whose patience and thoughtfulness wo
can hardly say too much.
Wc are ulso much indebted to   Mr. '
Wallace for his interest and help   in
planning and our improvements.
During the past year we decided to
equip our- kitchen, that we might
more easily handle the work incident
to the large numbers who now at -
tend our functions, this cost sllG.10.
On July 1 we had a refreshment
booth iu connection with the annual
Y.M.C.A.  sports,   the      weather being
unfavorable  we realised  only  §38.15.
Our annual Thanksgiving day banquet
was held und was the largest we
have ever bad, fully four hundred
people being present. We realized
8229.06, I
March 8 s banquet for the Laymens
Missionary movement was held,   and
in every way Was a success, after paying expenses of visitors and banquet
we cleared  $38.50,
Pillows and linen was supplied amounting to $90.51. We have on hand
A. Thomson gave the eighth annual report, published elsewhere in this
issue, in which the year's work was
The chairman explained the system
by which directors were chosen. R. ]
Cordon read the report of tbe nom- j
inating committee and the following
nominations as directors were ratified by the meeting. W. L. Crawford,
Geo. Watson, Lloyd Stewart, J. Gordon, C. Summerville, J. L. Hay,
Walter Bews, J. Q. McKinnon, J. M.
Henry Hallantyne, western territorial secretary, gave a spirited address
in which he described the small beginnings from which great movements had sprung and showed' that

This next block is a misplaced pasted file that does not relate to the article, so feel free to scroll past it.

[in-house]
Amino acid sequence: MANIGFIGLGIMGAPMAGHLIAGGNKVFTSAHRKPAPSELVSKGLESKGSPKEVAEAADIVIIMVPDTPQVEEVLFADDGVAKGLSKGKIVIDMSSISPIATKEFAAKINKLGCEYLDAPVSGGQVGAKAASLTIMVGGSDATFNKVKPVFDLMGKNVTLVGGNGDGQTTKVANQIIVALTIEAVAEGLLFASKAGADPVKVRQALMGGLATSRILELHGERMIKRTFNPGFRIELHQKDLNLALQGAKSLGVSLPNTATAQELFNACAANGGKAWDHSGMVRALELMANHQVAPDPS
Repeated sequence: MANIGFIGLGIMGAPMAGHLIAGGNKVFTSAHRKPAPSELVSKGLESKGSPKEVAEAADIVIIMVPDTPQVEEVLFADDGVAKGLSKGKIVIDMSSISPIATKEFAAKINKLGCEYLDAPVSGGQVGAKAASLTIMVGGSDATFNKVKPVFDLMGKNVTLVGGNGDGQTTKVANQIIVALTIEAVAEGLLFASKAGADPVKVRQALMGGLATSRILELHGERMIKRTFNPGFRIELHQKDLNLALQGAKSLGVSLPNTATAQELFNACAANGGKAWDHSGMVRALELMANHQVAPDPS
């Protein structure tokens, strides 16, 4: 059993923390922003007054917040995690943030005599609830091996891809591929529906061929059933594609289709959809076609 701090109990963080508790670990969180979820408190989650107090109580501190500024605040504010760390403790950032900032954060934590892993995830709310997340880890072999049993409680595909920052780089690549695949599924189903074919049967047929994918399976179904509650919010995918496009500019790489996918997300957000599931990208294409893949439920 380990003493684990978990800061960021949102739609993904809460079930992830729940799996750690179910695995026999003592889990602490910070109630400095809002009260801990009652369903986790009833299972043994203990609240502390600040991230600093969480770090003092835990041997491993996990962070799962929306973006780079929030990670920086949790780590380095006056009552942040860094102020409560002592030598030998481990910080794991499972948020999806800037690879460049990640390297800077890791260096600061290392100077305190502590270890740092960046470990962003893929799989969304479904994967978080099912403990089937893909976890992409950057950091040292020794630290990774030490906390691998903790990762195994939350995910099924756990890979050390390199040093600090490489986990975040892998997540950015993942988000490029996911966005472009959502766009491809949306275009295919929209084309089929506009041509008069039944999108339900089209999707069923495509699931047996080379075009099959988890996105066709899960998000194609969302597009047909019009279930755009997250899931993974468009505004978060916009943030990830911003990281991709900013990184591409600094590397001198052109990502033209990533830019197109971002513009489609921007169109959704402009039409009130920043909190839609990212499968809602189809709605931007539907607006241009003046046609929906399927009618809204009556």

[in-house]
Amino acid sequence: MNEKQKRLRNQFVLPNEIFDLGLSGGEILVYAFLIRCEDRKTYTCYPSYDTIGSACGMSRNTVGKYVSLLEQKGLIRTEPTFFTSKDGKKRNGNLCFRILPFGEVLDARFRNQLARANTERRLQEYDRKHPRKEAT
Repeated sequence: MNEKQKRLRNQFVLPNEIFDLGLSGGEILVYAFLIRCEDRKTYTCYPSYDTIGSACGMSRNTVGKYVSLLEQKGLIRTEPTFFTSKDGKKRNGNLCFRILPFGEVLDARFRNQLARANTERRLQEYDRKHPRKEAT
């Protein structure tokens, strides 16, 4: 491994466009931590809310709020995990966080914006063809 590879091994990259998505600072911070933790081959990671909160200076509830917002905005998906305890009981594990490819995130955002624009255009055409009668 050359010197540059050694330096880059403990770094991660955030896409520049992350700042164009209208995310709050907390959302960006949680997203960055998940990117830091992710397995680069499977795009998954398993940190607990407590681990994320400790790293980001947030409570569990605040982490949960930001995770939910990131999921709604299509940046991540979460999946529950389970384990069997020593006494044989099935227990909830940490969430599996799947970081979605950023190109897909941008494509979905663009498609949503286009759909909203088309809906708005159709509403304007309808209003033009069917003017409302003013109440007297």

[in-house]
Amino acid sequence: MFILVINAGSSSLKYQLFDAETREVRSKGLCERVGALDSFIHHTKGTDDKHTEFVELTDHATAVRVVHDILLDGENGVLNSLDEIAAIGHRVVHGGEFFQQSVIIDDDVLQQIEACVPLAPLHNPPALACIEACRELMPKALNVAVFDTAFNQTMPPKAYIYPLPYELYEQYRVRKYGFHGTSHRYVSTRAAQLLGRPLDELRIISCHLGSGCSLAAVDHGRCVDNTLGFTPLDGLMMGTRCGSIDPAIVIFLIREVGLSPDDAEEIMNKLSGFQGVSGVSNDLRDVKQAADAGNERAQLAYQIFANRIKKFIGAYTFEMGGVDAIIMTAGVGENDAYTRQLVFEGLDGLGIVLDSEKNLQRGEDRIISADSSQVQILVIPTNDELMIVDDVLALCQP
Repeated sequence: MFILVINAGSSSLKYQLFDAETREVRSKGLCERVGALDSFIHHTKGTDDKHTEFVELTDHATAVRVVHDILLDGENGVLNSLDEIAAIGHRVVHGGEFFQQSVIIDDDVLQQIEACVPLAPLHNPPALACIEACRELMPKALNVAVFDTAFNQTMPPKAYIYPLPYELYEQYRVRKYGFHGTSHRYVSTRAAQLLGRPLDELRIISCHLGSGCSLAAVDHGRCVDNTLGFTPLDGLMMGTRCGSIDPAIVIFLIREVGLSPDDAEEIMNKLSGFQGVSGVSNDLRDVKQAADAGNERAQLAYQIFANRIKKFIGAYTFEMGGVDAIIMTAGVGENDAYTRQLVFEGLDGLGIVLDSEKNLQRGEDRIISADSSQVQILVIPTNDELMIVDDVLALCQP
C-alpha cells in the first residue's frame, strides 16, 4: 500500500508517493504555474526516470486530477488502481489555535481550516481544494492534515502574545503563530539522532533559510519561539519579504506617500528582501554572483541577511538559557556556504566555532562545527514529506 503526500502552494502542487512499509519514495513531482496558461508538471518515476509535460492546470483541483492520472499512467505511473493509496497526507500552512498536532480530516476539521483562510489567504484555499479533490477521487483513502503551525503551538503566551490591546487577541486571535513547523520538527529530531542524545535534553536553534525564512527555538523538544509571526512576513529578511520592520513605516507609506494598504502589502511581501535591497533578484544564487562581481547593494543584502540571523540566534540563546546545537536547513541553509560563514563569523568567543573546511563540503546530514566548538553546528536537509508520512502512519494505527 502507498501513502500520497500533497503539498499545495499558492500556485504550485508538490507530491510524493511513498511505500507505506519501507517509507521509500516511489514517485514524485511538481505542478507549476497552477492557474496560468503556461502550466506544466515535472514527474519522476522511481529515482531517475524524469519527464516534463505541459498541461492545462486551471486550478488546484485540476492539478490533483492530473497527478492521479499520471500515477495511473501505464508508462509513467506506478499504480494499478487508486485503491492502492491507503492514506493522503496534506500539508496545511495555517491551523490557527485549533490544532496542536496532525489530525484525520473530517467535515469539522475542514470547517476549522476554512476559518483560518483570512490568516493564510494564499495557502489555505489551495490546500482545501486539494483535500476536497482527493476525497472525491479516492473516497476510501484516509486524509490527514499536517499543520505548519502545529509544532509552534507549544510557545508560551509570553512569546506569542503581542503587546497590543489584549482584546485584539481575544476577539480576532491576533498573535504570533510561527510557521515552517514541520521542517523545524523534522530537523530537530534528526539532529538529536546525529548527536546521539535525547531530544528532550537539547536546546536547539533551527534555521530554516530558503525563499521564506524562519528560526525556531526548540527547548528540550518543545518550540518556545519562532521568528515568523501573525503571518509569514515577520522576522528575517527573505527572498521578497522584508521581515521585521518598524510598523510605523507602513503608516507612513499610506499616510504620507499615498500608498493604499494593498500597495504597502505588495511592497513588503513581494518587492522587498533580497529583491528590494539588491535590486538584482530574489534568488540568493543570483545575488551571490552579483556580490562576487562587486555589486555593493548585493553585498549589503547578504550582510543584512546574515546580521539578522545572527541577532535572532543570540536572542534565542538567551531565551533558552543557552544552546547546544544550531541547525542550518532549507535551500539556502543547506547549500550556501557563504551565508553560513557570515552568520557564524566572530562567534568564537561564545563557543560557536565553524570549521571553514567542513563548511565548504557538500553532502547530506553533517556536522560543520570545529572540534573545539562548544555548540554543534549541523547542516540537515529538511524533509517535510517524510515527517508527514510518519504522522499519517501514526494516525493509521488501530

in its educational, physical and mor-|
nl work the Y.M.C.A. was making'
w, w. Foster, M.P.P., captivated
the    audience    in   t\ telling      speech j
brightened hy flashes of humor in
which he alluded to the great work
before thc Y.M.C.A. in connection
with the vast possibilities of the province. It was u treat to him, he
said, to listen to the story of progress that had been told. Revelstoke
he thought was particularly fortunate in that its citizens reulizcd tho
vulue of the work accomplished hy
the Y.M.C.A. It was a work of especial value in that it attended to
physical as well us mental and moral development. He thought that
the Y.M.C.A. was the first to realize
the importance of physical develop -
ment and to that wus due much of
its progress and success. British Columbia was a young man's country
and it was only on the verge of development. It contained 100,000,000
acres of farm land besides immense
wealth in timber, fisheries and minerals. It had not one resource but
many, and it made its appeal to tho
young man and to the strong man.
Its scenic asset was of immense value. It was estimated that tourists
to Switzerland spent $100,000,000 a
year. The forests of France were
capitalized for tourist purposes and
New Zealand was advertising its attractions for tourists. In British
Columbia there were' 10 Switzer-
lands in one. If the forests of
France were destroyed British Col
umbia would never miss the forests
necessary to replace them. New Zealand was calling nttention to her
coast line. British Columbia had
magnificent fiords crying out for ex-
Mr. Foster then alluded to the
national park on Mount Revelstoke,
whicn has just been created by the
Dominion government. Its scenery
was magnificent and was bound to
attract tourists. He described the